'Oppenheimer' featurette: Christopher Nolan says IMAX 'fully immerses' viewers in the story

Christopher Nolan talks about using IMAX for his film "Oppenheimer" in a featurette. File Photo by David Silpa/UPI
1 of 5 | Christopher Nolan talks about using IMAX for his film "Oppenheimer" in a featurette. File Photo by David Silpa/UPI | License Photo

June 1 (UPI) -- Oppenheimer director Christopher Nolan used IMAX to serve his vision for his new film.

The widescreen cameras create an image 10 times larger than that of regular 35MM film. As he explains in a new featurette about his use of the technology, "Oppenheimer's story is one of the biggest stories imaginable. Our film tries to take you into his experience. And IMAX for me is a portal into a level of emotion that you can't get with other formats."


"They won't fear it until they understand it and they won't understand it until they've used it," Oppenheimer star Cillian Murphy says in the Oppenheimer trailer, which is repeated in the featurette.

"IMAX is a format of spectacles and it's made for the vistas and for the grandeur of it," says cinematographer Hoyte Van Hoytema. "I got very curious to discover this as an intimate format. The face is like a landscape. There's a huge complexity and a huge depth to it. How can we get this camera closer to people? How can we get this to work as a very intimate medium?"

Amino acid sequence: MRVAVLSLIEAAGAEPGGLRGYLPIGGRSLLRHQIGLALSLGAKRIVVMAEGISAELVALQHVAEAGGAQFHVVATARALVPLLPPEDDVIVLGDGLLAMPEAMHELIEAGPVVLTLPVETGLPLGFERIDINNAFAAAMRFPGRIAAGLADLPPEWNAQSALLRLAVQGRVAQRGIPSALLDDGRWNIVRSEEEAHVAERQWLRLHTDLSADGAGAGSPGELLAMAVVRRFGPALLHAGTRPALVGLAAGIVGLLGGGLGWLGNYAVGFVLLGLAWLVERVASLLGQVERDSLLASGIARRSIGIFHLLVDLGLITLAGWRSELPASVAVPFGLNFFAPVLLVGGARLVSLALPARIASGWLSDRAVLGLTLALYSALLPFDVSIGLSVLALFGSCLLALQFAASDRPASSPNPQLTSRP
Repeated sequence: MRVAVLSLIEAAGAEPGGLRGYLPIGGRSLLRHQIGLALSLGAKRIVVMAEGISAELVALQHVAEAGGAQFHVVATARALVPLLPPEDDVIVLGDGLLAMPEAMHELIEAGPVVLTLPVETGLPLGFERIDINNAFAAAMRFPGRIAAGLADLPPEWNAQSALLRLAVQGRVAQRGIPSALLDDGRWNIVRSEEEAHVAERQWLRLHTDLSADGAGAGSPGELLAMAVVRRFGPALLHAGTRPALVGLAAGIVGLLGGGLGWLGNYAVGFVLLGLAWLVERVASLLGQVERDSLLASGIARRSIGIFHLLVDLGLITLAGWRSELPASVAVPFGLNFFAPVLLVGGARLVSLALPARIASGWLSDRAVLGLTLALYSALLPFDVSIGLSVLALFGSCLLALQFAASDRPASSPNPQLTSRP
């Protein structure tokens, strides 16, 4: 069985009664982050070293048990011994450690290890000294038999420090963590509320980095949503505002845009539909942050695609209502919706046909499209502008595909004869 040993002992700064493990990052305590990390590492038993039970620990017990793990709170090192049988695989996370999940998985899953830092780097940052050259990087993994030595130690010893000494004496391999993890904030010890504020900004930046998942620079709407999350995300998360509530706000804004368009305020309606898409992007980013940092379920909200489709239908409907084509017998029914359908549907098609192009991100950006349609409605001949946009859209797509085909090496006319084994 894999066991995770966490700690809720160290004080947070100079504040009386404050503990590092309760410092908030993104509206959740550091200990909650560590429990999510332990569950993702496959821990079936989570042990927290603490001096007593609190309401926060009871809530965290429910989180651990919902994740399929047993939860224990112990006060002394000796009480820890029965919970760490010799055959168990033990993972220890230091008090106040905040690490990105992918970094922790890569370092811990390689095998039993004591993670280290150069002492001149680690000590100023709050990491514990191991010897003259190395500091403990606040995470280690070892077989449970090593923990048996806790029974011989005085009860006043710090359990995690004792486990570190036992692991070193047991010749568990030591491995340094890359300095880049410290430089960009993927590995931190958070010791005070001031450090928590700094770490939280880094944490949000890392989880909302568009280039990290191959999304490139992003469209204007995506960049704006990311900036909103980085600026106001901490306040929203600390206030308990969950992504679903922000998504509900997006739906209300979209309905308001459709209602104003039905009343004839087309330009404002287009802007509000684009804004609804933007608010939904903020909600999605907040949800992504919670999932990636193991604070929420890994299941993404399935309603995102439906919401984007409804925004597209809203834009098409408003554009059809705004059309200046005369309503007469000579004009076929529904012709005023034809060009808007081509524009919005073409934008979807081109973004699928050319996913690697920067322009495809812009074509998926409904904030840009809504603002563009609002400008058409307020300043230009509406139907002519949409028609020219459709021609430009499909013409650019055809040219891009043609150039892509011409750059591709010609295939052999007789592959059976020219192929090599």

In the featurette, when Van Hoytema hoists the camera to shoot a scene, viewers can see just how much of acting with a camera that size forces actors to be completely in tune with their characters.

"I was sitting in the back of a '47 Packard with an IMAX mag on my lap," Robert Downey Jr., who plays Lewis Strauss, says. "[We were] trying to get this driving shot and I felt like I just went back to this origins of great cinema school, cause these lenses are coming at you this close," he gestures the short space between his face and the camera, "and it wakes you up."

Nolan invented the film used to shoot black and white for the IMAX camera which didn't exist beforehand.

"It allows you to fully immerse yourself in the story," Nolan said of the advancement. While some filmmakers have used IMAX cameras for certain scenes, Oppenheimer was shot entirely in the format. "Where the audiences is able to see this in IMAX on the big screen they will be able to experience an extraordinary moment in human history," Nolan says.


Oppenheimer tells the story of Robert Oppenheimer who was instrumental in the creation of the atomic bomb. It will be released in theaters on July 21.

Latest Headlines